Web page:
Budget 2020: Politically suicidal questions

By Bertha Henson


I wonder if any MP will stick his neck out today and ask if Budget 2020 was a wee bit too generous? Or will he be courting political suicide given that the Budget announced by Deputy Prime Minister Heng Swee Keat is receiving effusive praise. In fact, some people, particularly in business, even say it might not be enough. Most of the measures are one-off and last for about three months, they grumbled.

The fact is that the size of the package to help everyone tide over the impact of the Covid-19 virus took everybody by surprise. No one has suggested anything larger than $1billion in the run-up to the Budget Statement on Feb 18. Analysts took their cue from the Sars relief package in 2003 which amounted to $230 million.

In all probability, they were second-guessing what a government that prides itself on prudent spending would be comfortable to hand out. Now, pundits are making the right noises even if they were wrong. That is, they are saying the government did the right thing in being generous.

How generous? Mr Heng announced a smorgasboard of cash, tax rebates, subsidies, credits, grocery vouchers and even top-ups to PAssion cards that amounted to $5.8 billion. The only thing he left out was the kitchen sink.

And that’s just thanks to the Covid-19 virus. There’s another $8.4 billion to “transform and grow’’ industries. I wonder if this would have been the final figure for the Budget if the virus hadn’t appeared.

I wrote before there’s nothing not to like about the Budget. In fact, it looks like an Election Budget masquerading as a relief package.

Rather than targeted relief to industries most hit by the virus as was the case in 2003, there was something for every business and everyone - whether they need it or not.

Businesses, for example, get 8 per cent salary support for local workers, up to a monthly cap of $3,600, for three months. Should it matter if the business is doing well - or not? Or whether they have enough reserves (like the State does) to ride out the virus outbreak without depending on State funds or taxpayer money? Are we assuming that every sector is affected, and just that some sectors, like aviation and hospitality, are affected more than others? (The aviation folks got a $112 million package,  significantly larger than the $45 million disbursed in 2003.)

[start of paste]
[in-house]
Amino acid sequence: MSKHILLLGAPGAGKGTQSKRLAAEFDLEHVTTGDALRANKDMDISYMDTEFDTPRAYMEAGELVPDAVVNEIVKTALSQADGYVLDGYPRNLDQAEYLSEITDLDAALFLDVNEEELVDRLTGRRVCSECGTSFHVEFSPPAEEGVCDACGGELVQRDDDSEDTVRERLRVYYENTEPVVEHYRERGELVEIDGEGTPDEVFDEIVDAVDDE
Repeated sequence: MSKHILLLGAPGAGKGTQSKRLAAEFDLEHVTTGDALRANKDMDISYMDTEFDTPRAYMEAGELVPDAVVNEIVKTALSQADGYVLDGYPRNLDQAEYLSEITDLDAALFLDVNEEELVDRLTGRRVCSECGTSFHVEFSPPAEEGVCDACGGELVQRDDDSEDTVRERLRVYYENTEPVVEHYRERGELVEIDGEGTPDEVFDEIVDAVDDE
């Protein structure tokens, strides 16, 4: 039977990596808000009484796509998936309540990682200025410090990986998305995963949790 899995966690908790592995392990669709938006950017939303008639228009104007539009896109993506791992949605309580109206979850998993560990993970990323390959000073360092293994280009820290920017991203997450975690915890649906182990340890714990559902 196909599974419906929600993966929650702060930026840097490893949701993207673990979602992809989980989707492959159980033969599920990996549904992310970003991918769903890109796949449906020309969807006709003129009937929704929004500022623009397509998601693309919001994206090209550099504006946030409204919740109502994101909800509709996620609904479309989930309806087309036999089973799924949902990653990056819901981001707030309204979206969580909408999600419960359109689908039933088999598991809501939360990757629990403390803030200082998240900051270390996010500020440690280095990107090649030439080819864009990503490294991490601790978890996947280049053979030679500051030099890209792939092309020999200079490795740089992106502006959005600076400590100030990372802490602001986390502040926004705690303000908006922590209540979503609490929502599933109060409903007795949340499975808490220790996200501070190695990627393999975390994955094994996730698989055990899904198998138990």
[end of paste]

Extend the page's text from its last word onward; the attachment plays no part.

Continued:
I know that I sound like a party-pooper. Whatever Ah Kong gives, we should just take and not look a gift horse in the mouth. But I have been bred for too long on being financially prudent and resilient when it comes to spending, whether personally or nationally.

You can spin a story any which way. For example, the Stabilisation and Support package is not just about helping businesses, but saving jobs. That’s something which every government facing a general election soon should be concerned about. So for three months, we should expect businesses to keep their workers on the payroll because $1.3 billion is being expended on this effort.

We’ll have to assume that the virus has either been licked locally and globally, and that the economy has started repairing itself by end of May. If not, then what? The Government says it has the resources to give more should the need arise, and I can’t help but think this is an open invitation to anyone who wants a handout to complain loud, loud. I mean, do we really have so much money stashed away for use? Can Mr Heng please elaborate?

Then, under the Care and Support Package, everyone gets $100, $200 or $300 in 2020, depending on his income in 2019 and home ownership. Parents with one or more Singaporean children aged 20 and younger in 2020 will each also get an extra $100 in cash.

Again, does everyone really need the money? According to criteria laid out by the Finance ministry, those earning over $100,000 in assessable income or who own more than one property will get $100. Seriously? Will this make a difference to their living expenses?

When a country is facing trying times, I would think that citizens would be glad to know that the most vulnerable are taken care of. I might be wrong but I don’t think rich people would complain if that $100 goes to someone more deserving.

I recall that last year, such cash payouts were packaged as GST vouchers under the Bicentennial Bonus.  This year, there’s not even an attempt to put a moniker on it. Mr Heng didn’t say how much this cash payout amounts to in the $1.6 billion package.

Again, I want to ask:  Do we really have so much money? Aren’t we worried about creating a culture of dependency? Or are we simply fortunate that to have reached close to the end of the term of Parliament (polls must be held by April 2021) and the accumulated surpluses haven’t been locked up yet. If a crisis (touch wood) hits us just after a new Parliament is sworn in, won’t businesses and the people be let down by much smaller package - or would we have to dig into the reserves?

After so many years of emphasising prudence and how there’s no such thing as a free lunch, I can’t help but think that cash (with no strings attached) is increasingly being given away too freely.

Does any MP feel the same? And if so, will he or she brave the flak that will come if such questions are raised?

By NUS Communications and New Media

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